This spring six of our positive, fabulous, amazing staff members are retiring and they will be remembered by their footprints on the hearts those of us in of Columbia!  Initially hired by Options High School as a coordinator, Mrs. Schmidt has made a difference in the lives of many Columbia students. Certified to teach science, social studies and English language arts, Mrs. Schmidt has given our junior high students a firm foundation.  Since 1993 she has prepared her students by teaching them writing and reading.  As her students move on to high school, many of them come back to tell Mrs. Schmidt how successful they are completing writing projects at the high school level.  In addition, Mrs. Schmidt has been active planning and scheduling the junior high trips to Detroit and Washington D.C. each year, capping off the students learning activities.

Also retiring after 33 years at Columbia is Mr. Ron Guernsey.  Mr. Guernsey has taught English and history at CCHS and at the middle school level.  In addition, he has been a terrific, tenacious wrestling coach, with many of his wrestlers earning their way to the State competition.  Mr. Guernsey is currently preparing students for college English and writing courses through the Advanced Placement program.   Often, students comment on social media and in person, how Mr. Guernsey’s techniques and insight has prepared them for college.

Mrs. Bernstein is an amazing kindergarten teacher at Columbia Elementary School.  When I visit her classroom she is always involving her students in creative learning activities.  When working on graphing in math, Mrs. Bernstein had her students taste testing various types of M&M’s.  Rather than quickly completing the task, Mrs. Bernstein led her students through evaluating, graphing, reflecting and reevaluating the task, to vary the results from day to day.  Another example of her top teaching and learning activities was when she led her students through an integrated science and math activity.  The students had collected snow and made miniature snowmen.  Throughout the day, the children measured their snowmen with plastic blocks and discussed the melting process and the various forms water can be found in at different temperatures.  Throughout Mrs. Bernstein’s 23 year tenure as a teacher at Columbia, she has been a leader and mentor for new teachers.  She has shared her excellent teaching and learning techniques and helped to create a new generation of fabulous Columbia teachers.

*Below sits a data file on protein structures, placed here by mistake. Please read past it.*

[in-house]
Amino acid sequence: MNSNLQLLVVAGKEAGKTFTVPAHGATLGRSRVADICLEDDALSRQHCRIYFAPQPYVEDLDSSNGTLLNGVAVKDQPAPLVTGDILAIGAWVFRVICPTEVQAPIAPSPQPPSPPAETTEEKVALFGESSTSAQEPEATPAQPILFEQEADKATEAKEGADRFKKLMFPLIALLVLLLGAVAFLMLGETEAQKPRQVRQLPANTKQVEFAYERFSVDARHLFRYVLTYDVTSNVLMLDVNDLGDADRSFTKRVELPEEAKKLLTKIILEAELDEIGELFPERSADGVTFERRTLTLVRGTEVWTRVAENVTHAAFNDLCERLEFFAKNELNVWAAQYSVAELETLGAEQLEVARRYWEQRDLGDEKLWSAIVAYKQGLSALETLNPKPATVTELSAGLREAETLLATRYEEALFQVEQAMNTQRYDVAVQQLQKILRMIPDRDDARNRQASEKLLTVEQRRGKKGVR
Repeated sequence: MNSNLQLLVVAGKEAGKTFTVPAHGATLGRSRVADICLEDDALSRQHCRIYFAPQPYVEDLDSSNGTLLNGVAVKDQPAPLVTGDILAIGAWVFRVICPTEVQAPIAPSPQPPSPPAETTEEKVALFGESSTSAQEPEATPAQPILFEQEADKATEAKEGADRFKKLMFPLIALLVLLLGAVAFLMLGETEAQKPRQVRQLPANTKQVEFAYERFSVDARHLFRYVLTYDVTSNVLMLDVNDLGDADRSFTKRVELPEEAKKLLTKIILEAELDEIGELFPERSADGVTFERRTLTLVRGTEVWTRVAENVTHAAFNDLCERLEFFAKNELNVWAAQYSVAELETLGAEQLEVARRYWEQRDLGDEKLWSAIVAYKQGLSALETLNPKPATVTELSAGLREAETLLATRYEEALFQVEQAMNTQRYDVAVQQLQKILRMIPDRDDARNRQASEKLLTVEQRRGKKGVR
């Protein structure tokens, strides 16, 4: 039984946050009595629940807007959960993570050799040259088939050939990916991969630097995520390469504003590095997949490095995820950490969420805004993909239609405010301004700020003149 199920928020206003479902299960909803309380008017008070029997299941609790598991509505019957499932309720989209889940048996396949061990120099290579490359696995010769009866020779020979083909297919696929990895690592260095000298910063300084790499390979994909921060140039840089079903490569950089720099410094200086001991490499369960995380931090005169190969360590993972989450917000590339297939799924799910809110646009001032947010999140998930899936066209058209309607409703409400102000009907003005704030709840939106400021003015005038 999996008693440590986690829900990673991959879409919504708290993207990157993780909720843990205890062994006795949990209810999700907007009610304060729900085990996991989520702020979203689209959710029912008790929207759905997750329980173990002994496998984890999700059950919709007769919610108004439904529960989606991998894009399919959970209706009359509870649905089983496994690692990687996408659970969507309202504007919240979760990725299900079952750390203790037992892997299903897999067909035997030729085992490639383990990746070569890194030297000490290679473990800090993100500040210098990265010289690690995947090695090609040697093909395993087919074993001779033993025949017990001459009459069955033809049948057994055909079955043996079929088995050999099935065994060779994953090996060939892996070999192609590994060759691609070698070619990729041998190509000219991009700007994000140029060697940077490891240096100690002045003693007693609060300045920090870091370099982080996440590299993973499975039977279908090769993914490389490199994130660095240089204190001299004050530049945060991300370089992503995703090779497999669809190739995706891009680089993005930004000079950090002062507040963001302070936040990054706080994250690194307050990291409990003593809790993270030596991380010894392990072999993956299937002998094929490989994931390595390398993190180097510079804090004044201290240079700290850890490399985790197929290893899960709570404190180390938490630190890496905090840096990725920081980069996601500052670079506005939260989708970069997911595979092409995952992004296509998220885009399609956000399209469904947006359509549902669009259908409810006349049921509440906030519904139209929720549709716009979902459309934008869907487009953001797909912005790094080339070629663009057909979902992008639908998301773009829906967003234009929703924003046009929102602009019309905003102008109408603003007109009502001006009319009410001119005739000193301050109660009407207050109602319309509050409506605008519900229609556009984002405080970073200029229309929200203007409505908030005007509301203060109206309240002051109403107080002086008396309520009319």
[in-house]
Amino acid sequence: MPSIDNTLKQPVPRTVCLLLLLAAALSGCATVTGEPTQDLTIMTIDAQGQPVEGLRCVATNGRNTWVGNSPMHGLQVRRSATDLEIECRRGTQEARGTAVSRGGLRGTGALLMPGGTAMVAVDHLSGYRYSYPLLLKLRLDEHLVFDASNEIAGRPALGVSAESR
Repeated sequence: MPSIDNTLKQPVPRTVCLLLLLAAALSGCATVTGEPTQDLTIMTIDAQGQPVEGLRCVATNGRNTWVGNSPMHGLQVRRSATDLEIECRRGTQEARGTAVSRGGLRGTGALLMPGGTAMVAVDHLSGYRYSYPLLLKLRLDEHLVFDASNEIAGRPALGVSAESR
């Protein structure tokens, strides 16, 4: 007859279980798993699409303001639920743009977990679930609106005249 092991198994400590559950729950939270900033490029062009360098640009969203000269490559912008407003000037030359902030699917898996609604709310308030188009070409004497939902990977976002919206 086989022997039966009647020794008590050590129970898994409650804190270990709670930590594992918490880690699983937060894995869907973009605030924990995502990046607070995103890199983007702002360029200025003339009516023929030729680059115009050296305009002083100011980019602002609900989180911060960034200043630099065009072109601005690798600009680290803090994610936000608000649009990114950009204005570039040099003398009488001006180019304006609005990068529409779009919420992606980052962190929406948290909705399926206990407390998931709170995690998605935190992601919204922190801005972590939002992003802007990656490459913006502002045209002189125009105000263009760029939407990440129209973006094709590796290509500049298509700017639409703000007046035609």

For the past seven years Ms. Sachar has made her imprint on the lives and hearts of Columbia Central High School students through her excellent teaching techniques.  She joined the high school staff after retiring from another district.  She has taught French at CCHS and enriched the lives of students and adults from the Columbia community through her fun and educational trips to Europe.  Ms. Sachar has the unique ability to enlighten students academically, while motivating them to achieve success.

Also retiring is Columbia Elementary School principal, Mrs. Powell.  She has not only been a leader in Columbia, but she has been serving on the board for the Michigan Elementary and Middle School Principals’ Association.   Her volunteer leadership has extended in to the community through the Columbia Education Foundation and the Brooklyn Kiwanis Club.  She began at Columbia Middle School as a counselor in 1995.  In both her work as a counselor at the middle school and as the elementary principal, she has made a difference in the lives of many of her students.  She has been instrumental in providing professional development for elementary teachers in the areas of mathematics, English and emotional support. 

Brenda Schedeler has also given her a notice of retirement from her position as a Reading Recovery Specialist at Columbia Elementary School.  Mrs. Schedeler has made a positive difference in the lives of struggling readers for the past nine years.  As a former elementary teacher, she had a unique insight into academic supports for her students.  Her work with the Reading Recovery program has successfully transformed struggling readers into excellent and proficient students.

We are so thankful for our retirees.  They have given so much to the community and have left their imprints on the hearts and minds of our children.  They have been a blessing to the students at Columbia School District.  If you are interested in learning more about Columbia Schools, please email me at or call 5175926641.

Sunday, May 13, 2018

Critical Thinking at Columbia Schools!

Each week when I receive the newspaper there are advertisements for appliances from Sears, Lowes, Home Depot, Penny’s and other stores.  They advertise many models of refrigerators; there are side-by-side with or without ice in the door, French Door refrigerators with one or two drawers and regular basic no-frills one door refrigerators.  This week I looked at a low cost refrigerator that was advertised for $367, while another more expensive model was on sale at $2898.  Although all of the refrigerators keep our food cold, some have more options than others.  As you shop for a refrigerator, you would actively collect data and choices for your comparison.   As you compare and contrast the prices and options for the refrigerators, you would use the skill of critical thinking.